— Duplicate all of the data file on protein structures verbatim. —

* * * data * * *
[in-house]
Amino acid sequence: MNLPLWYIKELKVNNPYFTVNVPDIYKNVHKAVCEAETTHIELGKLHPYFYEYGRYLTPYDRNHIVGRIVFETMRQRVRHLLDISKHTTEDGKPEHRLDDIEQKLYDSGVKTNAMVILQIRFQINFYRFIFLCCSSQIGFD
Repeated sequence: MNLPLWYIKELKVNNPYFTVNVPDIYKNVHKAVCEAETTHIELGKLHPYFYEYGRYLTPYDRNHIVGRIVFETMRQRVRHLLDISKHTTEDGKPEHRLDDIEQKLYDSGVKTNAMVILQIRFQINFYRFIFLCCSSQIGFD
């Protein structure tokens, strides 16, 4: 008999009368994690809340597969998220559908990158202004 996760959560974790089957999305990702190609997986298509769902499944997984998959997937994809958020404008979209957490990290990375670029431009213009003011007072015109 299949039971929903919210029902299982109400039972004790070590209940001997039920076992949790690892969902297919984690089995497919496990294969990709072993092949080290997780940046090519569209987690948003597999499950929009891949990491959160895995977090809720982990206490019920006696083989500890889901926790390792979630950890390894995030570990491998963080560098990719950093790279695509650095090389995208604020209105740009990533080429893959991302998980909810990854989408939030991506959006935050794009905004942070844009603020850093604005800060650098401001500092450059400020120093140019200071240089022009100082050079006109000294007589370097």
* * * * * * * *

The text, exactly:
[in-house]
Amino acid sequence: MNLPLWYIKELKVNNPYFTVNVPDIYKNVHKAVCEAETTHIELGKLHPYFYEYGRYLTPYDRNHIVGRIVFETMRQRVRHLLDISKHTTEDGKPEHRLDDIEQKLYDSGVKTNAMVILQIRFQINFYRFIFLCCSSQIGFD
Repeated sequence: MNLPLWYIKELKVNNPYFTVNVPDIYKNVHKAVCEAETTHIELGKLHPYFYEYGRYLTPYDRNHIVGRIVFETMRQRVRHLLDISKHTTEDGKPEHRLDDIEQKLYDSGVKTNAMVILQIRFQINFYRFIFLCCSSQIGFD
């Protein structure tokens, strides 16, 4: 008999009368994690809340597969998220559908990158202004 996760959560974790089957999305990702190609997986298509769902499944997984998959997937994809958020404008979209957490990290990375670029431009213009003011007072015109 299949039971929903919210029902299982109400039972004790070590209940001997039920076992949790690892969902297919984690089995497919496990294969990709072993092949080290997780940046090519569209987690948003597999499950929009891949990491959160895995977090809720982990206490019920006696083989500890889901926790390792979630950890390894995030570990491998963080560098990719950093790279695509650095090389995208604020209105740009990533080429893959991302998980909810990854989408939030991506959006935050794009905004942070844009603020850093604005800060650098401001500092450059400020120093140019200071240089022009100082050079006109000294007589370097």